1906 Tornado | Goessel Museum
1906 Tornado | Goessel Museum
1906 Tornado | Goessel Museum

THE EVENING KANSAS REPUBLICAN

The tornado that hit Goessel at 6:00 p.m. on the sixth day of the month, the sixth month of the year (June), the sixth year of the century 1906.

 

The 6-6-6-6 Tornado

Newton, Kansas, Thursday, June 7, 1906

Four Persons Seriously hurt - Hospital Building Luckily Escaped Injury - Much loss of Property in the Country East of Goessel

The big black clouds that gathered in the north last evening and caused so much fear among the timid people of Newton, threatening a tornado at any moment, brought it's fury on the little town of Goessel, fourteen miles east of town.  A tornado descended upon that town last evening shortly after six o'clock and practically wiped out the town.  Nobody was killed out right, although several were badly hurt, two of them dangerously.  The more seriously injured are Tillie Heindrich, a small girl, whose leg was hurt and Henry Ratzlaff of Buhler, a prominent citizen, who was hurt internally by being struck by a flying timber.

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1906 Prep School | Goessel Museum
1906 Tornado | Goessel Museum
1906 Tornado | Goessel Museum
1906 Tornado | Goessel Museum
1906 Tornado | Goessel Museum
1906 Tornado | Goessel Museum
1906 Tornado | Goessel Museum

The other injured were : Rev. Henry Toews a Mennonite minister, who suffered a broken leg, and Dr. Peter Richert, of Gotebo, Oklahoma, hurt about the head by flying timbers.  Accompanying the windstorm and coincidence with it was one of the heaviest rain storms in the history of that section.

The tornado apparently formed about one mile west of the town of Goessel.  It moved directly eastward laying waste a strip 200 yards wide.  Fortunately, not many houses lay in its path west of Goessel but several barns were wrecked.  The storm entered Goessel on the section line and traveled straight through the town.  The stores and houses of the village are clustered on either side of this section line and were therefore in the path of the storm.  Hardly any escaped damage.  The home of Peter Frey was blown away, completely demolished.  Fortunately, Mrs. Frey and the children were not at home, else there probably would have been injury to life or limb.  The Brandt home was turned around two or three times and then crushed.  Nobody was severely hurt at that place.  The home of George Reimer was picked up by the wind and carried about fifty feet.  It was torn in two and practically ruined.  The family was in the house when the storm struck and were carried with it.  Mr. Reimer tried to hold the door shut but the whirling winds forced the door off its hinges and carried Mr. Reimer fifty yards away.  He grabbed a tree and held tight.  Though tossed by the winds, he was not much hurt.  The chimney of the house fell with a crash into the room occupied by the rest of the family but they were not injured.  The house was turned completely around.  The big general merchandise store of B.B. Reimer also had a drug store, which was moved off its foundation and the front torn out.  The building occupied by the post office and the telephone office fortunately escaped serious damage.  The big mill belonging to Frank Claassen was lifted off its foundation and torn partly in two.  Although not demolished it was so badly wrecked that it will have to be rebuilt.  Mr. Claassen also lost his home which was about 100 yards from the mill.  The house was a complete wreck.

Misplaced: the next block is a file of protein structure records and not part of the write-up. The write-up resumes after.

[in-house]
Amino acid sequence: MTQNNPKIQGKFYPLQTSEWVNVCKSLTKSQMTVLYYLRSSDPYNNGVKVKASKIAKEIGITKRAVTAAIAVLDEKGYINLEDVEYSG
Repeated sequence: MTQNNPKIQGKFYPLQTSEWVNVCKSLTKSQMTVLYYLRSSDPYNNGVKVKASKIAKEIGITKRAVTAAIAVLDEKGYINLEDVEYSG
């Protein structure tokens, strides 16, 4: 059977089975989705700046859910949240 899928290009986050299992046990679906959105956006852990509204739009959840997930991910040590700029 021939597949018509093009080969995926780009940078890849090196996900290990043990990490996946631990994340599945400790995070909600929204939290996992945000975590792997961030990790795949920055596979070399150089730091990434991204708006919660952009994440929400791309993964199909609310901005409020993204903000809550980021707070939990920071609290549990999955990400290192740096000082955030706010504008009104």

Hospital Luckily Not Injured

Luckily enough, the large Mennonite hospital escaped the fury of the storm.  A large windmill standing near the building was overturned, and some of the windows were smashed, but the building remains intact.  None of the nurses, five in number, none of the patients, of whom there are about fifteen, was injured in the least.  The wounded were taken to this place of refuge and were there given first aid treatment by the nurses until physicians arrived.  The escape of this fine institution, which has been so useful to suffering humanity, and the absence of injury to any of the helpless inmates, is indeed a cause for congratulations.